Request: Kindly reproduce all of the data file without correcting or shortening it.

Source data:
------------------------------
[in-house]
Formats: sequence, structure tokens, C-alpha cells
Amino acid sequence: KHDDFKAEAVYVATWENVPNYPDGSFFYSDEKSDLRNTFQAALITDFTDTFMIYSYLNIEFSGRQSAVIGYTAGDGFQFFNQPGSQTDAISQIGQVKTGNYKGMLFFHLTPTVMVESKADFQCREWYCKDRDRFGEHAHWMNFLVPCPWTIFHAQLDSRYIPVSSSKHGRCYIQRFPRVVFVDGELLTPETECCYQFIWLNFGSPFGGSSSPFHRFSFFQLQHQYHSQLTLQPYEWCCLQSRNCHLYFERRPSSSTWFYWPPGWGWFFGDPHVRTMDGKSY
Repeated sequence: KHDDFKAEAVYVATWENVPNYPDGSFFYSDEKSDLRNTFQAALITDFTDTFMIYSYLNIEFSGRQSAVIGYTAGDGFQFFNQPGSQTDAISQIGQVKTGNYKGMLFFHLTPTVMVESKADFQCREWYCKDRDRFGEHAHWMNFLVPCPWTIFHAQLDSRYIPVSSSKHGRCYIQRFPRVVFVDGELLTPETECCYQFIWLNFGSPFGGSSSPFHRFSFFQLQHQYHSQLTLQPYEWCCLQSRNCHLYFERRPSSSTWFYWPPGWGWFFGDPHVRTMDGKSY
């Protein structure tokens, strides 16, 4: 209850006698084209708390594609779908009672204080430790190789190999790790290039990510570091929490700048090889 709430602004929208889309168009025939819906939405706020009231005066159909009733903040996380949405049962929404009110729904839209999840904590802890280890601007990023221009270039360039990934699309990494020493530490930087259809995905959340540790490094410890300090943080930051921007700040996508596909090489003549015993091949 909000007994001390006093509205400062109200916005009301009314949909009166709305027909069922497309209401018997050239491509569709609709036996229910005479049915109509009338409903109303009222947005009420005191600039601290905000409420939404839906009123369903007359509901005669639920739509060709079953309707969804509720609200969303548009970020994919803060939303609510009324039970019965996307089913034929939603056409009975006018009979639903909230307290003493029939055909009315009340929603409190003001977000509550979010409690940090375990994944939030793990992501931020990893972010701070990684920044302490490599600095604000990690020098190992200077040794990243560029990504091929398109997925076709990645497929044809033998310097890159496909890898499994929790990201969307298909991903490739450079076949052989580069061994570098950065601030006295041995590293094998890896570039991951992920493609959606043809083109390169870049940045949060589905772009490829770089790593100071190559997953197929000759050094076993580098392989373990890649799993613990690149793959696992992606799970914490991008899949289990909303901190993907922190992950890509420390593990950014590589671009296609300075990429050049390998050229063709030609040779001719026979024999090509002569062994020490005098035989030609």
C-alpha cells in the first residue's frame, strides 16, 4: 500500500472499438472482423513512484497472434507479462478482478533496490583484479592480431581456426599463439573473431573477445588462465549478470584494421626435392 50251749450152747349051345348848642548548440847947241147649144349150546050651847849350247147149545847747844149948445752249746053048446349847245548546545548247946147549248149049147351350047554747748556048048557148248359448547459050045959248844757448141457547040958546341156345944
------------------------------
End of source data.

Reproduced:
[in-house]
Formats: sequence, structure tokens, C-alpha cells
Amino acid sequence: KHDDFKAEAVYVATWENVPNYPDGSFFYSDEKSDLRNTFQAALITDFTDTFMIYSYLNIEFSGRQSAVIGYTAGDGFQFFNQPGSQTDAISQIGQVKTGNYKGMLFFHLTPTVMVESKADFQCREWYCKDRDRFGEHAHWMNFLVPCPWTIFHAQLDSRYIPVSSSKHGRCYIQRFPRVVFVDGELLTPETECCYQFIWLNFGSPFGGSSSPFHRFSFFQLQHQYHSQLTLQPYEWCCLQSRNCHLYFERRPSSSTWFYWPPGWGWFFGDPHVRTMDGKSY
Repeated sequence: KHDDFKAEAVYVATWENVPNYPDGSFFYSDEKSDLRNTFQAALITDFTDTFMIYSYLNIEFSGRQSAVIGYTAGDGFQFFNQPGSQTDAISQIGQVKTGNYKGMLFFHLTPTVMVESKADFQCREWYCKDRDRFGEHAHWMNFLVPCPWTIFHAQLDSRYIPVSSSKHGRCYIQRFPRVVFVDGELLTPETECCYQFIWLNFGSPFGGSSSPFHRFSFFQLQHQYHSQLTLQPYEWCCLQSRNCHLYFERRPSSSTWFYWPPGWGWFFGDPHVRTMDGKSY
């Protein structure tokens, strides 16, 4: 209850006698084209708390594609779908009672204080430790190789190999790790290039990510570091929490700048090889 709430602004929208889309168009025939819906939405706020009231005066159909009733903040996380949405049962929404009110729904839209999840904590802890280890601007990023221009270039360039990934699309990494020493530490930087259809995905959340540790490094410890300090943080930051921007700040996508596909090489003549015993091949 909000007994001390006093509205400062109200916005009301009314949909009166709305027909069922497309209401018997050239491509569709609709036996229910005479049915109509009338409903109303009222947005009420005191600039601290905000409420939404839906009123369903007359509901005669639920739509060709079953309707969804509720609200969303548009970020994919803060939303609510009324039970019965996307089913034929939603056409009975006018009979639903909230307290003493029939055909009315009340929603409190003001977000509550979010409690940090375990994944939030793990992501931020990893972010701070990684920044302490490599600095604000990690020098190992200077040794990243560029990504091929398109997925076709990645497929044809033998310097890159496909890898499994929790990201969307298909991903490739450079076949052989580069061994570098950065601030006295041995590293094998890896570039991951992920493609959606043809083109390169870049940045949060589905772009490829770089790593100071190559997953197929000759050094076993580098392989373990890649799993613990690149793959696992992606799970914490991008899949289990909303901190993907922190992950890509420390593990950014590589671009296609300075990429050049390998050229063709030609040779001719026979024999090509002569062994020490005098035989030609």
C-alpha cells in the first residue's frame, strides 16, 4: 500500500472499438472482423513512484497472434507479462478482478533496490583484479592480431581456426599463439573473431573477445588462465549478470584494421626435392 50251749450152747349051345348848642548548440847947241147649144349150546050651847849350247147149545847747844149948445752249746053048446349847245548546545548247946147549248149049147351350047554747748556048048557148248359448547459050045959248844757448141457547040958546341156345944